Events of mass coral bleaching and mortality have increased in recent decades worldwide, making coral recruitment more important than ever in sustaining coral-reef ecosystems and ensuring their resilience. During the last four decades, the coral reefs of Eilat have undergone severe deterioration due to both anthropogenic and natural causes. Recruitment failure has been frequently suggested as one of the main mechanisms underlying this deterioration. Here we assess the demographic replenishment and resilience potential of the local reefs, i.e., the potential for new sexually derived corals to recruit and exceed the community’s mortality rate. We present a detailed analysis of coral community demography, obtained by means of high-resolution photographic monitoring of permanently marked plots. Coral spats as small as 1 mm were documented and the detailed dynamics of coral recruitment and mortality were recorded, in addition to other common ecological measurements. The cumulative quantity of recruited individuals was twofold to fivefold higher than total mortality. The most significant predictor variable for coral recruitment among all ecological parameters measured was the available substrate for settlement, and the survival of recruited corals was correlated with reef structural complexity. Two consecutive annual reproductive seasons (June–September of each year) with high recruitment rates were monitored. Combined with the high survival of recruits and the increase in coral live cover and abundance, the findings from this study indicate an encouraging potential for recovery of these reefs.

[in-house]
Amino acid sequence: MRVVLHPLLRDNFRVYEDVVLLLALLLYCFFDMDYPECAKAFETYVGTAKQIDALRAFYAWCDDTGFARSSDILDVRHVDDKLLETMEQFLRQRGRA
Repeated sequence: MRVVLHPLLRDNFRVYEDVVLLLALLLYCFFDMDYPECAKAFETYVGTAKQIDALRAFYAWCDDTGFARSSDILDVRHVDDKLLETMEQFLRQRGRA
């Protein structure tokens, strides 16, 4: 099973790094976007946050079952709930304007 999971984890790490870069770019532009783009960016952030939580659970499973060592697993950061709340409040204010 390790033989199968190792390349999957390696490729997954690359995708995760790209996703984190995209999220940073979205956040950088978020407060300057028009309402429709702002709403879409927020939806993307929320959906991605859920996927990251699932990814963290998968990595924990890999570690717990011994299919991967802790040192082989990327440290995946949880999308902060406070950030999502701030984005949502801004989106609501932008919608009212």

- Coral reef
- Red Sea